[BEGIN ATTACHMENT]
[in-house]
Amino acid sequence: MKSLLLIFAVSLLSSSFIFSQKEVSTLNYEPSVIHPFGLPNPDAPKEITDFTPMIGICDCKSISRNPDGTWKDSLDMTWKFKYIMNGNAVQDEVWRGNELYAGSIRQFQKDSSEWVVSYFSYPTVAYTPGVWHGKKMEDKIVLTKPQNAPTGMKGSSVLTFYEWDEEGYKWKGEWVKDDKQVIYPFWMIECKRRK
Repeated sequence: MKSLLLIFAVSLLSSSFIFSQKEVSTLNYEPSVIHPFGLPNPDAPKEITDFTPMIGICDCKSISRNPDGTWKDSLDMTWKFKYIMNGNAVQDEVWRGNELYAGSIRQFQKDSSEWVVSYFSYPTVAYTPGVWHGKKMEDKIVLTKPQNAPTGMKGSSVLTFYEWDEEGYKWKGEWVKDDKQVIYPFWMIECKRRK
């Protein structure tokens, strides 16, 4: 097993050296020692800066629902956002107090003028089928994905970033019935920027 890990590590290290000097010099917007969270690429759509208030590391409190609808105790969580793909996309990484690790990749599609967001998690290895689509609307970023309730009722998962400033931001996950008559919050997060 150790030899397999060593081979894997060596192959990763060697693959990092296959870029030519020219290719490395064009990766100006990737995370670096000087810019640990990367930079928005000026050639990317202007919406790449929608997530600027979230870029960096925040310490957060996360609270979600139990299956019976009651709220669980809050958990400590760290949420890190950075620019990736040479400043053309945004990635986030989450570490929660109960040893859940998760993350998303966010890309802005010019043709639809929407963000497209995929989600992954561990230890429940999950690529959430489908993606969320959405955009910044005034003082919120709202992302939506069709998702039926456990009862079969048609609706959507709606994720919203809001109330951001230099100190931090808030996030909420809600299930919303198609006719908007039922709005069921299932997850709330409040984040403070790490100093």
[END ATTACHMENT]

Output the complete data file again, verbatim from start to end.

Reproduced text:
[in-house]
Amino acid sequence: MKSLLLIFAVSLLSSSFIFSQKEVSTLNYEPSVIHPFGLPNPDAPKEITDFTPMIGICDCKSISRNPDGTWKDSLDMTWKFKYIMNGNAVQDEVWRGNELYAGSIRQFQKDSSEWVVSYFSYPTVAYTPGVWHGKKMEDKIVLTKPQNAPTGMKGSSVLTFYEWDEEGYKWKGEWVKDDKQVIYPFWMIECKRRK
Repeated sequence: MKSLLLIFAVSLLSSSFIFSQKEVSTLNYEPSVIHPFGLPNPDAPKEITDFTPMIGICDCKSISRNPDGTWKDSLDMTWKFKYIMNGNAVQDEVWRGNELYAGSIRQFQKDSSEWVVSYFSYPTVAYTPGVWHGKKMEDKIVLTKPQNAPTGMKGSSVLTFYEWDEEGYKWKGEWVKDDKQVIYPFWMIECKRRK
């Protein structure tokens, strides 16, 4: 097993050296020692800066629902956002107090003028089928994905970033019935920027 890990590590290290000097010099917007969270690429759509208030590391409190609808105790969580793909996309990484690790990749599609967001998690290895689509609307970023309730009722998962400033931001996950008559919050997060 150790030899397999060593081979894997060596192959990763060697693959990092296959870029030519020219290719490395064009990766100006990737995370670096000087810019640990990367930079928005000026050639990317202007919406790449929608997530600027979230870029960096925040310490957060996360609270979600139990299956019976009651709220669980809050958990400590760290949420890190950075620019990736040479400043053309945004990635986030989450570490929660109960040893859940998760993350998303966010890309802005010019043709639809929407963000497209995929989600992954561990230890429940999950690529959430489908993606969320959405955009910044005034003082919120709202992302939506069709998702039926456990009862079969048609609706959507709606994720919203809001109330951001230099100190931090808030996030909420809600299930919303198609006719908007039922709005069921299932997850709330409040984040403070790490100093």